Release: Three SoCal counties could power 270,000+ total homes annually with solar infrastructure along highways

Media Contacts
Steven King

Clean Energy Advocate, Environment California Research & Policy Center

Analysis of Los Angeles, Ventura, San Diego counties finds 4,800 untapped acres of suitable roadside space for panels

LOS ANGELES — Together, the counties of Los Angeles, Ventura and San Diego have more than 4,800 acres of suitable space to develop solar power alongside highways, which could potentially accommodate up to 960 MW of clean energy capacity and power more than 270,000 homes annually, according to a new report by Environment California Research & Policy Center. The report, Solar power alongside California’s highways, highlights new analysis by The Ray, a Georgia-based nonprofit that collaborates with state transportation departments to analyze solar energy opportunities. 

“This summer’s barrage of record-breaking temperatures is an urgent reminder that we must accelerate our transition to clean energy, including solar power, which cleans up our air and cuts global-warming climate pollution,” said Steven King, Environment California Research & Policy Center’s clean energy advocate. “California should lead the way in deploying solar in already-developed areas such as alongside highways. Let’s maximize the productivity of our sprawling concrete jungle and drive toward a future powered by roadside solar.”

Although California has not yet put solar panels along highways, they are a proven clean energy solution encouraged by the federal government and already deployed in other states, including Georgia and Maine. In 2021, the Federal Highway Administration (FHWA) issued guidance to states encouraging renewable energy generation within rights-of-way. The FHWA cited many benefits, including reducing pollution, creating green jobs, promoting energy security and creating potential state revenue sources. In 2022, the Biden Administration called this idea a “net-zero game changer” that can help the country meet its climate goals.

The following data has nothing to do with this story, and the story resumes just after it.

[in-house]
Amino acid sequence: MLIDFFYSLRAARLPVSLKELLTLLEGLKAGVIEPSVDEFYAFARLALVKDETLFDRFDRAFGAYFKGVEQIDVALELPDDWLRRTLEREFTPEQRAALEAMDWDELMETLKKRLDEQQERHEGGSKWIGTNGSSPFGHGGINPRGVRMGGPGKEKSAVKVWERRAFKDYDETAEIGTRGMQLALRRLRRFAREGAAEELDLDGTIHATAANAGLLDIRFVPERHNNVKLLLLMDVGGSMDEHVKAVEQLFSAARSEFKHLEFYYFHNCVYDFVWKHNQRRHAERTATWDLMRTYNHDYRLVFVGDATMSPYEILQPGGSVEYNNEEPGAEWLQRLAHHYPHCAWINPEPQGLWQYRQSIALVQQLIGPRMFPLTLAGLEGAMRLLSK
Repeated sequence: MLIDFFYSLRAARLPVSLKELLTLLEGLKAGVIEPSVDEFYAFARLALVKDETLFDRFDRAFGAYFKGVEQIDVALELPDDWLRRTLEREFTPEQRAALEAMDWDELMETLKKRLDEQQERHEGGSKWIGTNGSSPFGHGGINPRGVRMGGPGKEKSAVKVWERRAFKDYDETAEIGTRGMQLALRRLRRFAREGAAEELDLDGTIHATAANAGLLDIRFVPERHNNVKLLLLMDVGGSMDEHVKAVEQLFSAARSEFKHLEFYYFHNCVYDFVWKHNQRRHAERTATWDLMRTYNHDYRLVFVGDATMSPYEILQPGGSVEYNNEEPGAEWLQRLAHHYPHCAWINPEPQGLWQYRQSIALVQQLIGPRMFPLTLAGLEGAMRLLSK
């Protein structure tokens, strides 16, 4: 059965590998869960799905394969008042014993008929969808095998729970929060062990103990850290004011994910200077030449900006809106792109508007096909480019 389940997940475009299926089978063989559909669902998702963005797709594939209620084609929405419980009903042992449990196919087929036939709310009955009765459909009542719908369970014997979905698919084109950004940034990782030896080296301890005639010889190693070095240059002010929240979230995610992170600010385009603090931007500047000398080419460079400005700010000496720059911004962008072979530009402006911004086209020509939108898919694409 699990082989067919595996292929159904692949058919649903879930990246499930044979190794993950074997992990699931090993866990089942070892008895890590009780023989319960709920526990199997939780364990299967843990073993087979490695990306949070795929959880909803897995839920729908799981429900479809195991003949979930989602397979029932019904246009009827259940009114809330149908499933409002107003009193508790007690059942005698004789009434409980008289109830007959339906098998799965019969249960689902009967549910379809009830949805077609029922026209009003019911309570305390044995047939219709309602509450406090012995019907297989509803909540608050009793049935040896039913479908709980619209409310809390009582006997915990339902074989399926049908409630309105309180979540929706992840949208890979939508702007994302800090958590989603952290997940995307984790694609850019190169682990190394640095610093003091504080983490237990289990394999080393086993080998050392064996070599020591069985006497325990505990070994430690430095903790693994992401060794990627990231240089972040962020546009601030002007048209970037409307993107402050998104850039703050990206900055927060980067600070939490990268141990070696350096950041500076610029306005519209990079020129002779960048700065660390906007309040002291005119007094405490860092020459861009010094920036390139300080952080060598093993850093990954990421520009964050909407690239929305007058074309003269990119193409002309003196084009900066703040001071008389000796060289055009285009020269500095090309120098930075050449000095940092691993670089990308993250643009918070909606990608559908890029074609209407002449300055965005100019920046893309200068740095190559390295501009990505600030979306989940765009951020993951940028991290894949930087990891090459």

“The Ray has a history of success assisting states in transforming underutilized space along highway roadsides into productive, clean energy resources, and this analysis displays that California would benefit immensely from these changes,” said David Peters, The Ray‘s Western Regional Manager. “California can utilize the results of our solar analysis tool to prioritize the most promising spaces for solar panels in the state’s vast rights-of-way, and generate a wealth of clean electricity in the process.”

While California has long been a leader in deploying renewable energy, and particularly solar power, the state still needs to triple the amount of solar power capacity it builds to meet its 100% clean energy requirement, according to the California Energy Commission. There are often land use and conservation-related conflicts over the best places to site solar infrastructure. Putting solar panels alongside already-developed highways reduces the need for large utility-scale projects that can harm environmentally sensitive areas such as California’s deserts.

“This new analysis makes a strong case for utilizing land along California’s highways to generate clean energy,” said state Sen. Josh Becker. “If just three counties have this much solar potential alongside their highways, imagine our entire state’s potential. Let’s make better use of the available roadside land at our disposal.”

Environment California and The Ray will host a webinar to release the report’s findings on Thursday, August 31 at 11:00 a.m. PT / 2:00p.m. ET. Speakers will include Sen. Becker, King and Peters. The Zoom link for the webinar is here.